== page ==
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QCDs for 2012? YES, They are Now Available

Congress finally got around to passing tax legislation for 2012 with the American Taxpayer Relief Act of 2012. It revived qualified charitable distributions (QCDs) for two years - retroactively for 2012 and also for 2013. They had to tweak the rules, though, for 2012 since they did not renew the provision until 2013.

What major tweak is in store? You only have until January 31, 2013 to do a QCD transaction for 2012. Here are the special rules for 2012.

The extension of the QCD provision is effective for transactions that occurred after December 31, 2011. If you took a chance on Congress extending the provision and did a qualifying QCD at any time in 2012 (as we suggested as a possible strategy several times in this space), your move paid off. You now have a valid QCD transaction.

If you waited for Congress, but ended up taking your 2012 required minimum distribution (RMD) in December to avoid the 50% penalty on a missed RMD, all is not lost. One of the “special rules” allows a distribution made to an IRA owner in December to be treated as a QCD when all or part of the distribution is transferred “in cash” to a qualifying charity in January, 2013.

Another special rule says that a QCD distribution done in January, 2013 “shall be deemed to have been made on December 31, 2012.” This makes it sound as though you cannot do a QCD in January for 2013.

The section of the law regarding the special rules says that these transactions can be done “at such time and in such manner as prescribed by the Secretary of the Treasury.” This means that IRS should be providing us with some guidance on these rules. Since the rules are only in effect for the month of January, hopefully this guidance will be issued quickly.

A quick review of the general rules for QCDs follows.

  • Only applies to IRA owners or IRA beneficiaries age 70½ and over and is capped at $100,000 per person, per year
  • Only applies to direct transfers of IRA funds to charities (with the one exception noted above) and not gifts made to grant making foundations, donor advised funds or charitable gift annuities
  • No split interest gifts of any type will qualify
  • Applies to IRAs, Roth IRAs and INACTIVE SEP and SIMPLE IRAs. It does NOT apply to distributions from any employer plans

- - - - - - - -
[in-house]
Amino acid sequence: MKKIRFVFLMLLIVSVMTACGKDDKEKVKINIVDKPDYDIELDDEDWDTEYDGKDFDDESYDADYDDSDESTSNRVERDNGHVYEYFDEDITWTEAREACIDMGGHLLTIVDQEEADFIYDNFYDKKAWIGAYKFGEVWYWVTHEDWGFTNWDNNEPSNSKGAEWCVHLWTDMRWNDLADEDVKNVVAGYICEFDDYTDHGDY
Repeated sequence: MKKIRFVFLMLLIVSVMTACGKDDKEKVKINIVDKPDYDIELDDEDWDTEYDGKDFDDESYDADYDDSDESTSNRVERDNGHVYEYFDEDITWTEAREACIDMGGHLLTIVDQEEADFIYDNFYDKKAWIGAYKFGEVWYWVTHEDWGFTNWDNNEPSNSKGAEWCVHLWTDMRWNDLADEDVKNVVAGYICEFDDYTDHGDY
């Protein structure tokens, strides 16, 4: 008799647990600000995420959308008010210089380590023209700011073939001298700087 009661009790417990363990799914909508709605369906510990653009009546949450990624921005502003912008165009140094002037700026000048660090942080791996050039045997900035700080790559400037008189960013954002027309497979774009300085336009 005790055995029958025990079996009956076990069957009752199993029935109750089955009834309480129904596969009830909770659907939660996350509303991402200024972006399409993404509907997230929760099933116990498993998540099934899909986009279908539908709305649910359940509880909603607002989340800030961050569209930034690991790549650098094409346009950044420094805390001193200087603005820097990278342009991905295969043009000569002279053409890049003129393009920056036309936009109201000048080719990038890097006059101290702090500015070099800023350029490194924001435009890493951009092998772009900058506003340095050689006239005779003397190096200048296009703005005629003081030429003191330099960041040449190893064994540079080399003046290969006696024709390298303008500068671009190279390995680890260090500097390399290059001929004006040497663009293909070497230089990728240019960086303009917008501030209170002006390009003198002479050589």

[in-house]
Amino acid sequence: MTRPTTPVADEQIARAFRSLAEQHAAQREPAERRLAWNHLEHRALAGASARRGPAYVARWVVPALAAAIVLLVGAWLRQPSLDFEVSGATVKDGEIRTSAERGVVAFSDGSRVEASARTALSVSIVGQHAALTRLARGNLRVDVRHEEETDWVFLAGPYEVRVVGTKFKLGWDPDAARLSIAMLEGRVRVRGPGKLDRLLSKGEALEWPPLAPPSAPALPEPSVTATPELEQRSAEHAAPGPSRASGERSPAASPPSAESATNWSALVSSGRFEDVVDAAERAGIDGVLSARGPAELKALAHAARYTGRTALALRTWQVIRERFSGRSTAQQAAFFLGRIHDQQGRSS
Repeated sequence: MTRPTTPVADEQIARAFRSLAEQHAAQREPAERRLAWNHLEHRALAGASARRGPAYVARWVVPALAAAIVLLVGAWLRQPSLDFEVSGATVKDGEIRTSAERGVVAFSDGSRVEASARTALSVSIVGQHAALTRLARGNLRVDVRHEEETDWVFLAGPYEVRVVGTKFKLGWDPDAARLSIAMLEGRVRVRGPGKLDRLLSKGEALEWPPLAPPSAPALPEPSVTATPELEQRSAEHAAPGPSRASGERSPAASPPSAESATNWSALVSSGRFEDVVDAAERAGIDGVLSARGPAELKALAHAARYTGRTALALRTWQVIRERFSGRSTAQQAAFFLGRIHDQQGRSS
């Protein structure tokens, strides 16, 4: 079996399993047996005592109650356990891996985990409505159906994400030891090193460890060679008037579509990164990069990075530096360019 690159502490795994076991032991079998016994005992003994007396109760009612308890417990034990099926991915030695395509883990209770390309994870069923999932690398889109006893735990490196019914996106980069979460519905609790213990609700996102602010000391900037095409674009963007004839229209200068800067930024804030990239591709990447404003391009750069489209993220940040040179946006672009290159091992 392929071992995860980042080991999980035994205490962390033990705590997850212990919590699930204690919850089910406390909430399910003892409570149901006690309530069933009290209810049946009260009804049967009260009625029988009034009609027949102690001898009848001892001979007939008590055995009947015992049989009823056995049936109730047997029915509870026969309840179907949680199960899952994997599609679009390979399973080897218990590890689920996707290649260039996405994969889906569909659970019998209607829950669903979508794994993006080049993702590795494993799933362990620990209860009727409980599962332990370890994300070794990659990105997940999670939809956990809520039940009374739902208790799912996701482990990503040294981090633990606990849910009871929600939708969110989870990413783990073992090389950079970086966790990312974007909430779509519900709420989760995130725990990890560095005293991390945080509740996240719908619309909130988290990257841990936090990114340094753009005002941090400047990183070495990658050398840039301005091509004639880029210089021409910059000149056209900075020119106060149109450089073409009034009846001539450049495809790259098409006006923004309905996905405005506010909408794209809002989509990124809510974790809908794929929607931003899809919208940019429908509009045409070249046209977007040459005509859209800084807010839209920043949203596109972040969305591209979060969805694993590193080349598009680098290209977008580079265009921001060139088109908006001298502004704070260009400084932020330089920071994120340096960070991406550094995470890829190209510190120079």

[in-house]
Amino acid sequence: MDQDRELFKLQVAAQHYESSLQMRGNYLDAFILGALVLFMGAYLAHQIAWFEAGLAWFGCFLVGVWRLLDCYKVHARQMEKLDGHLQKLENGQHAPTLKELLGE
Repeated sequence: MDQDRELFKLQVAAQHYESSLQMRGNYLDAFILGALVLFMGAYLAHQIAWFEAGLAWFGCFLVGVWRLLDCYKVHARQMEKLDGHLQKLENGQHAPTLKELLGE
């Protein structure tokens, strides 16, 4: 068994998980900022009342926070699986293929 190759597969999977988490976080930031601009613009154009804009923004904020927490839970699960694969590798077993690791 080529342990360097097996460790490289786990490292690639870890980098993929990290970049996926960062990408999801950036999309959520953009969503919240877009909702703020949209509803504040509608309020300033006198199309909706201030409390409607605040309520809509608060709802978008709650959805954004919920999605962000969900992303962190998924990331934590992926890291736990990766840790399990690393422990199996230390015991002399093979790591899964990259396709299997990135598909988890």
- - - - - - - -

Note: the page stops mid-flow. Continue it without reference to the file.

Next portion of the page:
• The charitable donation from an IRA will satisfy a required minimum distribution, but the IRA distribution is not includable in income
  • No deduction can be taken for the charitable contribution
  • The contribution to the charity would have had to be entirely deductible if it were not made from an IRA. There can be no benefit back to the taxpayer.
  • The charitable substantiation requirements apply
  • QCDs apply only to taxable amounts. This is an exception to the pro-rata rule. Only taxable amounts in a Roth IRA will qualify.
Article Highlights
  • QCDs have been extended for 2012
  • Special rules apply to allow taxpayers to make QCDs for 2012 through January 31, 2013
  • A review of the general QCD rules
-By Beverly DeVeny and Jared Trexler


If you make a charitable donation from an IRA in January 2013, will it lower the 12/31/2012 IRA account balance on which your 2013 MRD is based?

Or instead, will it count toward your 2013 MRD and have no effect on your 12/31/2012 IRA account balance?

The QCD(qualified charitable distribution), based on afforementioned recent legislation and taken before 31Jan2013 for tax year 2012, will both not count as distributed income for 2012 and reduce your IRA 31Dec2012 balance by that same amount. Due to this change taking place after the first of the year I would check your end of year IRA statement received this month(Jan) and monitor it for the next few months. If it doesn't get corrected contact your custodian.

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Consumers: Send in Your Questions to [email protected]

Can I transfer money from my IRA to my husband's Roth IRA? I am 35, and he is 36.

Thank you!

Gail Clements

No. The only way your IRA funds can be transferred to your husband’s IRA is in a divorce or after your death. Even then, it would have to be transferred to a similar IRA, for example an IRA to IRA or a Roth IRA to another Roth IRA. In this case, you cannot transfer your IRA into your husband’s Roth IRA.